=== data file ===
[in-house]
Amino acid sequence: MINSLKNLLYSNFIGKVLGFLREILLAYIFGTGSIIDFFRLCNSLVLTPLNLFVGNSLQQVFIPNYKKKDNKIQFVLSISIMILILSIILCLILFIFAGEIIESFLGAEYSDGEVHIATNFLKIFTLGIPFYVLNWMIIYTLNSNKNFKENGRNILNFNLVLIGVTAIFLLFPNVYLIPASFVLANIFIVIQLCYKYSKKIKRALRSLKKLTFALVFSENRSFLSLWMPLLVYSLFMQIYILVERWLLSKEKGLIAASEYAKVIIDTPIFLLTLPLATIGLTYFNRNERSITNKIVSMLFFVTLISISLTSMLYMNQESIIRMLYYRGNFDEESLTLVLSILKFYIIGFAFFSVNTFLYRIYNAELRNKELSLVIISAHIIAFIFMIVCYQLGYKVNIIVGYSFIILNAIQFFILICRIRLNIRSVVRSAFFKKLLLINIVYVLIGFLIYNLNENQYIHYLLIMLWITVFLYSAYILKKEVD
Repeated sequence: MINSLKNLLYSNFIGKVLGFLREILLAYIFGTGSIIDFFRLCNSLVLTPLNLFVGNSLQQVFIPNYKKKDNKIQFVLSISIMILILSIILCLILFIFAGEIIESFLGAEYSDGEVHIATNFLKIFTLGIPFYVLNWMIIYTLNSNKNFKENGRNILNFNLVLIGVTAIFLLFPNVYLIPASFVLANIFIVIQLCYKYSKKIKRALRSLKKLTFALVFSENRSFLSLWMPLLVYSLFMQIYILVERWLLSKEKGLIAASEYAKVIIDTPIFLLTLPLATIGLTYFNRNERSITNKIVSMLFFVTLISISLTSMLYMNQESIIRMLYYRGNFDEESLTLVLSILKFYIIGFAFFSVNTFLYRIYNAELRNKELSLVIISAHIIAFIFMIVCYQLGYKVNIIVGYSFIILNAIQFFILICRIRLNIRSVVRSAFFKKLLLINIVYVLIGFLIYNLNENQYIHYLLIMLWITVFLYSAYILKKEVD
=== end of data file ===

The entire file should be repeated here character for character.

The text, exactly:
[in-house]
Amino acid sequence: MINSLKNLLYSNFIGKVLGFLREILLAYIFGTGSIIDFFRLCNSLVLTPLNLFVGNSLQQVFIPNYKKKDNKIQFVLSISIMILILSIILCLILFIFAGEIIESFLGAEYSDGEVHIATNFLKIFTLGIPFYVLNWMIIYTLNSNKNFKENGRNILNFNLVLIGVTAIFLLFPNVYLIPASFVLANIFIVIQLCYKYSKKIKRALRSLKKLTFALVFSENRSFLSLWMPLLVYSLFMQIYILVERWLLSKEKGLIAASEYAKVIIDTPIFLLTLPLATIGLTYFNRNERSITNKIVSMLFFVTLISISLTSMLYMNQESIIRMLYYRGNFDEESLTLVLSILKFYIIGFAFFSVNTFLYRIYNAELRNKELSLVIISAHIIAFIFMIVCYQLGYKVNIIVGYSFIILNAIQFFILICRIRLNIRSVVRSAFFKKLLLINIVYVLIGFLIYNLNENQYIHYLLIMLWITVFLYSAYILKKEVD
Repeated sequence: MINSLKNLLYSNFIGKVLGFLREILLAYIFGTGSIIDFFRLCNSLVLTPLNLFVGNSLQQVFIPNYKKKDNKIQFVLSISIMILILSIILCLILFIFAGEIIESFLGAEYSDGEVHIATNFLKIFTLGIPFYVLNWMIIYTLNSNKNFKENGRNILNFNLVLIGVTAIFLLFPNVYLIPASFVLANIFIVIQLCYKYSKKIKRALRSLKKLTFALVFSENRSFLSLWMPLLVYSLFMQIYILVERWLLSKEKGLIAASEYAKVIIDTPIFLLTLPLATIGLTYFNRNERSITNKIVSMLFFVTLISISLTSMLYMNQESIIRMLYYRGNFDEESLTLVLSILKFYIIGFAFFSVNTFLYRIYNAELRNKELSLVIISAHIIAFIFMIVCYQLGYKVNIIVGYSFIILNAIQFFILICRIRLNIRSVVRSAFFKKLLLINIVYVLIGFLIYNLNENQYIHYLLIMLWITVFLYSAYILKKEVD